Alas, you’d have to shoot your .30/30 as a two-shot rifle with such sharply tipped bullets. Shove one in the magazine, chamber it, then insert one — and only one — back-up round in the magazine. Some hunters do this, but it is potentially dangerous should you or anyone else put more than one sharp-tipped load in the magazine. Fortunately, Hornady has a safer option.
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Hornady’s 140-grain MonoFlex and 160-grain FTX bullets feature pointy tips made of soft rubber. These raise B.C. slightly higher than equivalent round nose bullets. The 160-grain FTX sports the highest B.C., so let’s check trajectory of it at 2,300 fps.
The 200-yard drop gain is negligible, but the reduced wind deflection of slightly more than 2 inches is worth having. The 189 ft-lbs of additional 200-yard energy probably won’t make a huge difference, but it can’t hurt, either.
Another way to extend range of the .30/30 — regardless what bullet you choose — is to zero well beyond traditional sight-in distances. Typically, deer hunters zero their .30/30s at 50, 75, perhaps 100 yards. But what happens if we zero way out at 177 yards, the same as hitting 2.5 inches high at 100 yards? Compare this trajectory table against the 100-yard zero of the earlier trajectory table for the 150-grain Round Nose.
Check the 200-yard bullet drop in the first column. Just 1.89 inches. With the 100-yard zero, this drop was almost 7 inches. That’s a huge advantage for the 177-yard zero.
Now wait a minute! This goes against all the advice Grandpa ever gave us about the .30/30. We’re going to be hitting 2.5 inches high at 100 yards! So what? The vital zone on a whitetail’s chest is at least 10 inches top to bottom. Aim center chest and if your bullet lands 2.5 inches high, you still hit top of lungs or spine. And if you misjudge range and your buck is actually standing at 225 yards, you’ll likely hit the lower lungs or heart.
While zeroing 2.5 inches high at 100 yards might seem radical to a .30/30 shooter, it’s standard procedure for many 270 Winchester shooters. In fact, as covered in an earlier on OutdoorLife.com, Jack O’Connor regularly zeroed this way because it keeps bullets within the vital zone while compensating for misjudging range. In fact, if we want to really get brave, lets zero so our .30/30 Round Nose hits 3-inches high at 100. That puts us dead-on at a wild and crazy 190 yards.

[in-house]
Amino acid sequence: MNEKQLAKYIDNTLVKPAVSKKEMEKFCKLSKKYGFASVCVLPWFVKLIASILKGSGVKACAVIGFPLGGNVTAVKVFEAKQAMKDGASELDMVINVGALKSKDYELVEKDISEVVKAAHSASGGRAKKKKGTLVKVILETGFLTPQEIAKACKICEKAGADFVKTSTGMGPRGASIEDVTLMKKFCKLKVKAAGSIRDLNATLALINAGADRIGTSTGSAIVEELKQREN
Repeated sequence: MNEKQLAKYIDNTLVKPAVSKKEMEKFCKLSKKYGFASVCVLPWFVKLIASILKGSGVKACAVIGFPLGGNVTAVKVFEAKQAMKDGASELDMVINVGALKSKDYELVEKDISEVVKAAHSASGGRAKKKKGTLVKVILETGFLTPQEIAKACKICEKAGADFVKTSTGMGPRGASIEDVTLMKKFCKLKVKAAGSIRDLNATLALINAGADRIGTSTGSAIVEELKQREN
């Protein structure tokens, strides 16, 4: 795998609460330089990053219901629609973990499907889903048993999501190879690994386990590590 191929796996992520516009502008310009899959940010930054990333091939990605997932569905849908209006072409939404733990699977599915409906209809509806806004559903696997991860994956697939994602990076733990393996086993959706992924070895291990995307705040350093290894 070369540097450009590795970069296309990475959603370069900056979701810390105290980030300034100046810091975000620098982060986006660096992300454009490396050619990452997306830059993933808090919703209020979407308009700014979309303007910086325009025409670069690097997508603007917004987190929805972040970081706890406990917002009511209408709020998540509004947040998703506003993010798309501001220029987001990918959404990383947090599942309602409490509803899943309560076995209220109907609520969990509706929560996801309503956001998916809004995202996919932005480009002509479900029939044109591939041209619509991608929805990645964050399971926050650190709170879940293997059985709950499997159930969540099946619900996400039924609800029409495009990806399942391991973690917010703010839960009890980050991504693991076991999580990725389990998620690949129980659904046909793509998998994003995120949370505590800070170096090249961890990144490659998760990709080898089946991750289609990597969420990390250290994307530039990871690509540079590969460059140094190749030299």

What? A 190-yard zero for a .30/30 is about 40 yards beyond what many consider its maximum range. Great Grandpa will be rolling over in his grave. But let’s think about this. With our usual center chest hold our bullet is still going to be hitting the upper lungs, possibly the spine (assuming a calm, careful aim and trigger break.) And at every other distance it should land slightly lower until, at 225 yards, it’s falling almost 4 inches, right into the heart. I don’t know. Sounds pretty deadly and versatile to me.
Now, for our final adjustment, let’s take our higher B.C. Hornady FTX and combine it with the long-range zero.
Whoopee. We gain almost nothing in the drop column. But look at that wind deflection column. It’s an impressive 2.5-inch reduction in deflection in a 10 mph crosswind.
Finally, let’s compare both the higher B.C. Hornady FTX zeroed for 190 yards against the more traditional 150-grain Round Nose zeroed at 100 yards. Our drop advantage at 200 yards is 6 inches. Our wind advantage is 2.5 inches. Perhaps most significantly, we’ve extended our Maximum Point Blank Range from about 175 yards out to about 230 yards. That’s a huge advantage if…
If you can sight well enough to take advantage of it. If you’ve paid close attention to the details on these trajectory charts, you’ll have noted that sight height was a consistent 1.5 inches. That’s about where a scope sits above the bore. Shoot open sights with roughly a 1-inch height above bore and the trajectory curve will change slightly. More drastically, our ability to aim precisely will be compromised. I don’t know about you, but I have trouble aligning traditional, open sights on a deer beyond 100 yards in typical deer habitat. Low light, low contrast, hard to see gray hides against autumn-dull cover…
Half the fun of hunting with a M94 or M336 is their trim size and easy, flat-sided, one-hand carry. A scope, even a small one, compromises this somewhat. You might want to consider all this before going to the trouble of seeking higher B.C. bullets and zeroing them for Maximum Point Blank Range. But if you do scope your .30/30, these tricks will definitely extend its effective range.